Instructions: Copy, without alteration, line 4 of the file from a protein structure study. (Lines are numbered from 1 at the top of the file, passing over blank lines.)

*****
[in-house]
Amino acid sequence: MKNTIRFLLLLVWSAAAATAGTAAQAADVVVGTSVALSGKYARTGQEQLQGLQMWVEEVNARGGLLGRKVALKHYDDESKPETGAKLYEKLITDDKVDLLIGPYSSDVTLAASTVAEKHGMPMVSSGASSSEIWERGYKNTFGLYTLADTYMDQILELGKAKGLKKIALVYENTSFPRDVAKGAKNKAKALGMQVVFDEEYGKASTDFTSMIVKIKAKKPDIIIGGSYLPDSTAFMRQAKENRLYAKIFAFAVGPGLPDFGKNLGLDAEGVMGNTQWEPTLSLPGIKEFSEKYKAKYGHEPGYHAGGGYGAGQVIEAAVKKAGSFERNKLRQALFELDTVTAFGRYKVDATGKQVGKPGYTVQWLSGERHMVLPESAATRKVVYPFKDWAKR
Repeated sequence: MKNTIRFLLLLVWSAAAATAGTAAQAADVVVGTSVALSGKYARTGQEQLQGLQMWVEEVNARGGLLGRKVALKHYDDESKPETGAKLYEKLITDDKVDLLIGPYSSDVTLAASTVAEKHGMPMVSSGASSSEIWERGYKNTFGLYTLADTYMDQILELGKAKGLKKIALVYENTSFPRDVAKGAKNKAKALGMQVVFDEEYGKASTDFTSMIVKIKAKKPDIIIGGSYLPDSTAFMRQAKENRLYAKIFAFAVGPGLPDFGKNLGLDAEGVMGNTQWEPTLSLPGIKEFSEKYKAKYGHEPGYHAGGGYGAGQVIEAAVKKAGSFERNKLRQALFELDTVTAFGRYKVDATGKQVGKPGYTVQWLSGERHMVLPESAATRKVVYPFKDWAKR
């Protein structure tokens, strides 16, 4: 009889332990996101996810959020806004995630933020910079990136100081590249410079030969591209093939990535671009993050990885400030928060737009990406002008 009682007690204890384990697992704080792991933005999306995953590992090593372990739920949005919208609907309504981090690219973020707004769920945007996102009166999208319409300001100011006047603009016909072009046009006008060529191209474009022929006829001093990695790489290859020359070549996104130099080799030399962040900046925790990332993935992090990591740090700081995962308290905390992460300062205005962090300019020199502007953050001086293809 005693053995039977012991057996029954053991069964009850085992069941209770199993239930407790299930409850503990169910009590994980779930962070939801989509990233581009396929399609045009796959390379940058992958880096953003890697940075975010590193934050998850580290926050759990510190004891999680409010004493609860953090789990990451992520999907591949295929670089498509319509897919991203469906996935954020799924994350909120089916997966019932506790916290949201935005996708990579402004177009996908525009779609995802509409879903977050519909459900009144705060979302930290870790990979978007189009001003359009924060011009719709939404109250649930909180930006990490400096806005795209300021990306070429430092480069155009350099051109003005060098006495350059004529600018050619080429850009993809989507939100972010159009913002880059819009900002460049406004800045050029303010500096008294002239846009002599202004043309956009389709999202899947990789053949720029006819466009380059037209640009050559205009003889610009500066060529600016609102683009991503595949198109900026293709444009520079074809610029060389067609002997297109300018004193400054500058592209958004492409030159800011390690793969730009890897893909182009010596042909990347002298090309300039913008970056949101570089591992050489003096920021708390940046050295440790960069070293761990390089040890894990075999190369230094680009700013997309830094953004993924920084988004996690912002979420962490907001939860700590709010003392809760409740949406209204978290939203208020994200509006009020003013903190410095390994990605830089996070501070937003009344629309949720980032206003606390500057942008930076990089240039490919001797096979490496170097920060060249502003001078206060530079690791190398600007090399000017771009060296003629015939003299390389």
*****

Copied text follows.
């Protein structure tokens, strides 16, 4: 009889332990996101996810959020806004995630933020910079990136100081590249410079030969591209093939990535671009993050990885400030928060737009990406002008 009682007690204890384990697992704080792991933005999306995953590992090593372990739920949005919208609907309504981090690219973020707004769920945007996102009166999208319409300001100011006047603009016909072009046009006008060529191209474009022929006829001093990695790489290859020359070549996104130099080799030399962040900046925790990332993935992090990591740090700081995962308290905390992460300062205005962090300019020199502007953050001086293809 005693053995039977012991057996029954053991069964009850085992069941209770199993239930407790299930409850503990169910009590994980779930962070939801989509990233581009396929399609045009796959390379940058992958880096953003890697940075975010590193934050998850580290926050759990510190004891999680409010004493609860953090789990990451992520999907591949295929670089498509319509897919991203469906996935954020799924994350909120089916997966019932506790916290949201935005996708990579402004177009996908525009779609995802509409879903977050519909459900009144705060979302930290870790990979978007189009001003359009924060011009719709939404109250649930909180930006990490400096806005795209300021990306070429430092480069155009350099051109003005060098006495350059004529600018050619080429850009993809989507939100972010159009913002880059819009900002460049406004800045050029303010500096008294002239846009002599202004043309956009389709999202899947990789053949720029006819466009380059037209640009050559205009003889610009500066060529600016609102683009991503595949198109900026293709444009520079074809610029060389067609002997297109300018004193400054500058592209958004492409030159800011390690793969730009890897893909182009010596042909990347002298090309300039913008970056949101570089591992050489003096920021708390940046050295440790960069070293761990390089040890894990075999190369230094680009700013997309830094953004993924920084988004996690912002979420962490907001939860700590709010003392809760409740949406209204978290939203208020994200509006009020003013903190410095390994990605830089996070501070937003009344629309949720980032206003606390500057942008930076990089240039490919001797096979490496170097920060060249502003001078206060530079690791190398600007090399000017771009060296003629015939003299390389």